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Digital & social inclusion

This is a short summary of Activity 3 in Belgium for the Erasmus+ project 'An inclusive perspective to digital tools in lending libraries'.

Project participants of Activity 3.

Project participants of Activity 3

After sharing our passions about toy libraries and the sharing economy during the first exchange days in April in Gothenburg, it was great to meet all the project participants again in Belgium. 

Activity 3 started at Babythek Elzenhof in Brussels, where the staff and the volunteers gave a quick tour around the place. The Babythek lends out baby equipment such as strollers, carriers and infant car seats to their members, families with newborns. 


Customer (member) journeys

As a follow-up on the co-creation sessions that were held in Sweden and Belgium separately in June, we had a workshop about customer journeys and personas with Ines Vanlangendonck as our facilitator. During the workshop, the participants were divided in mixed groups with members from both the Swedish and the Flemish organizations (De Transformisten, Babythek, and Flemish toy libraries). Each group was assigned the task of analyzing a part of the customer journey that members make when they use the services of either a babythek or a toy library. 

The customer journey was divided in these steps: 

  • Becoming a member and making a reservation
  • Picking up a reservation
  • Returning a reservation

While analyzing these customer journeys further, the participants discovered that the customer journeys were not as easy and pleasant as they were supposed to be. Since the groups were mixed, all group members had different perspectives. The group who analyzed the process of becoming a member and making a reservation logged in to one of the platforms and showed each step of their process to the whole group. While they made the reservation, one of the participants noticed that it was not only possible to make a reservation in the present or in the future, but it was also possible to make a reservation for a past date. This was a big surprise both for the participants in the workshop and for the administrator in Sweden who was unaware of the test when the reservation appeared with a date that had already passed.


Digital Inclusion

During the workshop, we also discussed situations where each project member get frustrated with technology. Problems with booking train tickets and not being able to confirm payments were some examples where the users got frustrated and quit without completing the tasks. 

Members of the group expressed that they felt like they had done something wrong or that their digital skills were not sufficient when the systems failed and they could not accomplish their tasks. But what if the software was designed to be easy to use for all users, regardless of prior digital skills? What if the responsibility to learn a new software was not on the user, but on the developer? How do we make digital tools more inclusive?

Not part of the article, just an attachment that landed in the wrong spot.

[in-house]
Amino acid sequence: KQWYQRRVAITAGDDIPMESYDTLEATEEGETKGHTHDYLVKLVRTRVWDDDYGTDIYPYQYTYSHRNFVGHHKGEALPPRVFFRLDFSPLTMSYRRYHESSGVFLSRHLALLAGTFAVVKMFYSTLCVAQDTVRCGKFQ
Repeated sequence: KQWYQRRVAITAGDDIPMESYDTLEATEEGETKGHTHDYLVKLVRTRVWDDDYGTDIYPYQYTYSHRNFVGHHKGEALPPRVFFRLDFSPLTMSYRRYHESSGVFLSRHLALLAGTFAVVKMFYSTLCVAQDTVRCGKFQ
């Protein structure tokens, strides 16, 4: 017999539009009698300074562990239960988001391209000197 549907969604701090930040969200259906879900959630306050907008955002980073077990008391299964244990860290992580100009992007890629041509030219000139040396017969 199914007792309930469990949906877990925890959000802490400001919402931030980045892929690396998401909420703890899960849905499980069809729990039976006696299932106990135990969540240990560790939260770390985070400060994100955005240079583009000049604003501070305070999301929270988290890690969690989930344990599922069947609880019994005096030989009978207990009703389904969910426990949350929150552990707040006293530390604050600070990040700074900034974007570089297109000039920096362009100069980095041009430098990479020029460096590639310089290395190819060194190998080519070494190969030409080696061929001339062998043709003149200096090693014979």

After the workshop, the group had a tour in the European Parliament where we also had a meeting with Mattias Bjärnemalm, digital policy advisor for the Pirate Parties (Greens/EFA group) and MEP Sara Matthieu (Greens). We discussed digital inclusion, the sharing economy and sustainable initiatives from Europe. Eva van Velzen from DeTransformisten wrote more about our visit at the Parliament here.

Social Inclusion and Sustainability in Bruges

During the second day, the group traveled from Brussels to Bruges for study visits. The first study visits took place at “Inloophuis 't Sas” and at the social grocery store “De Kaba” where visitors with a low income can buy a limited amount of groceries for a reduced price and get some supplies for free. Some of the groceries are food waste from stores. Later that day, we also had lunch at a social restaurant where sustainability is a key ingredient.

Another study visit took place at the Flemish toy library “De Piepbal”. Upon arrival, the Swedish members recognized many articles from their own inventory. The staff told the group about the toy library and how it was created especially for members with functional variations/disabilities. Both the toy library in itself and the inventory of toys and games were adapted. For example, there were different sensory rooms. 

During our visit to the toy library, we also had a meeting with "Skriewer", an organization in Bruges where children can learn through play. At Skriewer, there are not many fixed toys, but rather materials. For example, children could stack VHS tapes to build a tower. Skriewer told us about their ways of inspiring children to create out of their imagination, often from reused materials, as a part of playing. 


Slow traveling = team building! 

The Swedish project members traveled to Belgium in late October. We took the ferry from Gothenburg to Kiel and then continued by train through Germany to Brussels. During our trip, the staff, the members of the board and the volunteers had time to get to know each other better. We also had a workshop on the ferry and collaborated on different projects on the train.


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